The Big Read Blog (Archive)

All Right, Then, We?ll Go to Hell

November 13, 2008
Washington, DC

It's always a little embarrassing when your favorite lines or passages in a book are everybody else's favorites too. My favorite moment in the Adventures of Huckleberry Finn, and quite possibly in all of American literature besides, comes when Huck famously chucks generations worth of inherited prejudice and throws in his lot with the escaped slave Jim.

The key to the scene is that Huck doesn't know he's a hero. He honestly believes this act of transcendent brotherhood amounts to a moral failing on his part, but he can't help himself. As literally as literal ever gets, Huck'll be damned if he's going to betray his friend:

"I studied a minute, sort of holding my breath, and then says to myself:

"All right, then, I'll go to hell?"

I'm thinking of this passage now because, okay, because I like the lump that forms in my larynx whenever I do. But it's also on my mind because, regardless of how you or I voted for president, something pretty amazing happened last week. Like Huck on the raft, America overcame generations of conditioning and decided that some things matter more than race. Whatever happens politically, they can't take that away from us. As Linda Loman says in Death of a Salesman, that's an earthquake.

How did this happen? There's no shortage of theories. It was the debates. It was the economy. It was the failure of the Bradley effect. It was the triumph of the Buffett effect. It was the flush of the Coriolis effect.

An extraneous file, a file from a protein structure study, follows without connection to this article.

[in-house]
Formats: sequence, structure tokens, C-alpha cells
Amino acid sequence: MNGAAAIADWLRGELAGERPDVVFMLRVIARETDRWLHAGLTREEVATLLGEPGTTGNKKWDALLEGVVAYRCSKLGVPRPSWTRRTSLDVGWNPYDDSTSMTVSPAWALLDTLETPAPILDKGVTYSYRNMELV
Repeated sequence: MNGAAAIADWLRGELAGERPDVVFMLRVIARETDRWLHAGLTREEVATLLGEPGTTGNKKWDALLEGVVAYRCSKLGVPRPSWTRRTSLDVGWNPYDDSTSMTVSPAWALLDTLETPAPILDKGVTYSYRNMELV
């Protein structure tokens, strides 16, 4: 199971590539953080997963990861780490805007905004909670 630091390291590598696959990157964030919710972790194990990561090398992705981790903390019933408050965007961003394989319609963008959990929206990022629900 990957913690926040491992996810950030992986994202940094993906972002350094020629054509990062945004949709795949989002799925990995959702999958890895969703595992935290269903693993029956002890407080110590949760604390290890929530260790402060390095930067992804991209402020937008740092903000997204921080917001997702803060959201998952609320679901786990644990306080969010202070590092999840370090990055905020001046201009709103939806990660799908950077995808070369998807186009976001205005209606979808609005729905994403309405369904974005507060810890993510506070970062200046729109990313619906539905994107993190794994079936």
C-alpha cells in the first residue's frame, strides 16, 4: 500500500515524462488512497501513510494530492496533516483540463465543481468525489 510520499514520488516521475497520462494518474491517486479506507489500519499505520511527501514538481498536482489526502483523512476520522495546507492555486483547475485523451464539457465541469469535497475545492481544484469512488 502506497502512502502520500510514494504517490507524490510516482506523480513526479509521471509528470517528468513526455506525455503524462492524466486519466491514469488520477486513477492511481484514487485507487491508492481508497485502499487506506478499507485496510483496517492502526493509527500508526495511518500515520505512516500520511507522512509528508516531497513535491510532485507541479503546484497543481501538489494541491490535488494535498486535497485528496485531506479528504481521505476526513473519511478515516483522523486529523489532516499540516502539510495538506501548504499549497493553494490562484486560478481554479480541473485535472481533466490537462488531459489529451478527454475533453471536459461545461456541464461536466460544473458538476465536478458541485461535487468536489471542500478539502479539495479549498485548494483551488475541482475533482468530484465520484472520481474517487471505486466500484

What was it? I'll give you my theory in four words:

It was the memoirs.

Are they great books? Beats me. I haven't finished reading them myself yet, and besides, I don't review books for a living anymore. But there are millions of copies of the president-elect's two memoirs in print. Pretty plainly, over the last few months, barraged with hours of unrelenting adversarial ads, millions of voters opted to do exactly what the NEA's two major reading studies show that voters almost always do. They sat down to read.

Look at the beautiful accompanying photograph by Mark Quigley if you don't believe me. Voters read, and readers vote. I'll bet you anything that plenty of voters all across the country spent the last couple of months checking out the president-elect's books and getting to know him. Whether they liked him is almost beside the point.


Readers line up to vote. Courtesy of Mark Quigley. Flickr.

That's what books do. They are, as I've said elsewhere, the purest unfudgeable fingerprint of the human soul. You can lie for a sentence, or even a chapter. But over the course of an entire book, try though some disingenuous authors have, sooner or later even liar will get tired and tell the truth.

Did the president-elect mean for his books to introduce him so ingratiatingly to the country, and ? even though the first one came out fully 13 years ago -- to refute any eventual attempts to demonize him? Dunno.

Week after next I go to Huntingdon, Tennessee, to interview Hal Holbrook on stage about Twain as part of the town's Big Read of The Adventures of Tom Sawyer. For me, this looms as the consummation of a lifelong dream. I've admired Holbrook since I was a kid, when his appearance on television always signaled something sharp, maybe even important. Later I read his terrific introduction to the playscript he stitched together for his one-man show, Mark Twain Tonight! This was the purest unfudgeable fingerprint of a smart man even more besotted with Twain than I was. I can't wait to meet him, and to ask him what Mark Twain might have thought about last Tuesday.